Is It OK to Take Sand Dollars Off the Beach?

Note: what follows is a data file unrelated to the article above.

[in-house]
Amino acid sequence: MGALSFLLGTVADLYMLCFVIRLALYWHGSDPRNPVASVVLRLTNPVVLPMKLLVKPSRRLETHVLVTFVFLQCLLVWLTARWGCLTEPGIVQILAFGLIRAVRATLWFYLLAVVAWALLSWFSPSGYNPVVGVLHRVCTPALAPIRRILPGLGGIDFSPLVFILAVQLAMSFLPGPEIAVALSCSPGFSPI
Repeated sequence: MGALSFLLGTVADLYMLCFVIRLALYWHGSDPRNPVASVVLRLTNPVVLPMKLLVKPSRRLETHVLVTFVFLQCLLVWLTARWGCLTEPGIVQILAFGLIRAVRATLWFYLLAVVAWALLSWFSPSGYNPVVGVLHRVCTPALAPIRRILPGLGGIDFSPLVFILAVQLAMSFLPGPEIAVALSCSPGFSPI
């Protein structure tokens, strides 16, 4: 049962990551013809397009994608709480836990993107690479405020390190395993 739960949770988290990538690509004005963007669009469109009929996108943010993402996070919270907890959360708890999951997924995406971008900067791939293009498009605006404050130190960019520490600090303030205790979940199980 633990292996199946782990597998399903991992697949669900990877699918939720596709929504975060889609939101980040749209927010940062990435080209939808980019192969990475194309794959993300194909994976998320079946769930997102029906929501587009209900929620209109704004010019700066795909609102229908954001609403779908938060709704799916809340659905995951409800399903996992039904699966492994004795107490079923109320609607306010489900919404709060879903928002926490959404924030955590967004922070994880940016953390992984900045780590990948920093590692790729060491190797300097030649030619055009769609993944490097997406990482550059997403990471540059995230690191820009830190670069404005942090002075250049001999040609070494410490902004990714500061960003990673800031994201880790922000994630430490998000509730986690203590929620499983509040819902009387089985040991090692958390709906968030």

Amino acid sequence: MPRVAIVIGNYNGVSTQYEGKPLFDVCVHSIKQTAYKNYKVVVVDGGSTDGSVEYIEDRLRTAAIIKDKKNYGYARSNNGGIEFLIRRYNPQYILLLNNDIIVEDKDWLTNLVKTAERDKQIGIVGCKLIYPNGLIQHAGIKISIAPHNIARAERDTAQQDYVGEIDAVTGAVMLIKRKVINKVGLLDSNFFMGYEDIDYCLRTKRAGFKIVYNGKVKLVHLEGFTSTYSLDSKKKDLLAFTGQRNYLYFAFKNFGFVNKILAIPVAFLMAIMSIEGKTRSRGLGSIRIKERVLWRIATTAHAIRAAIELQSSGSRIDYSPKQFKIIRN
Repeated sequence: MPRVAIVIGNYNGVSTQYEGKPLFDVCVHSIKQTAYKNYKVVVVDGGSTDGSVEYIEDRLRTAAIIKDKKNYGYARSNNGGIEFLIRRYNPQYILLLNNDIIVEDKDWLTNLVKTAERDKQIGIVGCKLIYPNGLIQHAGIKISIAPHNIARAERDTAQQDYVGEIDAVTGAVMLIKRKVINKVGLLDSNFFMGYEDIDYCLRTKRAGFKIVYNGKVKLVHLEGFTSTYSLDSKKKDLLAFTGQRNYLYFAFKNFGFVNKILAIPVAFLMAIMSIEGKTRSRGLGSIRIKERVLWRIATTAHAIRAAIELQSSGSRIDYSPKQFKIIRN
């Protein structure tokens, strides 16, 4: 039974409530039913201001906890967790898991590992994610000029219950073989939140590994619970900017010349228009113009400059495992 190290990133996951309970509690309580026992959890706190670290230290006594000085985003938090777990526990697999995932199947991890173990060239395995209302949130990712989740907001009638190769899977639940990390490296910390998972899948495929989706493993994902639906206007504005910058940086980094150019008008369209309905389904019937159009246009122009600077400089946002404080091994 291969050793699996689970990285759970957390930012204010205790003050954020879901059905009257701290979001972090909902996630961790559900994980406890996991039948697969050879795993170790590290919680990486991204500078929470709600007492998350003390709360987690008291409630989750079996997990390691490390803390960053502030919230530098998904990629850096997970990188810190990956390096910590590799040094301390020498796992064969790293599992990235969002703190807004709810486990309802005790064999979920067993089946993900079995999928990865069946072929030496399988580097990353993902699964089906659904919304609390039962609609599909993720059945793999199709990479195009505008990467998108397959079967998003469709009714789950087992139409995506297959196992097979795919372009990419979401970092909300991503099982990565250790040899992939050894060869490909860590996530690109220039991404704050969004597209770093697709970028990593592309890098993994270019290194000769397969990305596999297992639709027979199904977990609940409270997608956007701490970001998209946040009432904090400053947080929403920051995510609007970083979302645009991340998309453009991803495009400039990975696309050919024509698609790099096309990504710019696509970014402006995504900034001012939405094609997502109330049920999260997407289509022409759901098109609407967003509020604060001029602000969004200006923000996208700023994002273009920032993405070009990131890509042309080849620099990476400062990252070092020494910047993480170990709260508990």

Most of us think of sand dollars as round, flat seashells, but that's completely inaccurate. In fact, they aren't shells at all. During their average lifespan of about 10 years, a sand dollar is actually a living organism. It's actually a cousin of sorts to other echinoderms like sea cucumbers, sea stars (also known as starfish) and sea urchins. They have no brain, just a simple nerve ring. While we're used to living things sporting legs, wings or some other obvious transportation method, sand dollars have a far more subtle way of getting around — a water vascular system. This system not only helps them move, but it's responsible for pumping filtered seawater so that they can eat. So, with all the complexity of sand dollar makeup and life in mind, is it all right to scoop one up from the beach and take it home as a treasured souvenir? If one is found and simply must be kept, be 100% sure that it's no longer a living being. Hold the sand dollar and watch the tiny spines. If they move, it's alive. The spines will fall off quickly after the animal dies. You can also check the color: live sand dollars are grey, brown or purplish; after death, they turn white. Finally, hold a sand dollar in your hand for a minute. If it leaves a yellow spot behind, it’s alive. In most states taking a live sand dollar is illegal, but laws vary about collecting a dead one, so check for signs at the beach or ask an employee.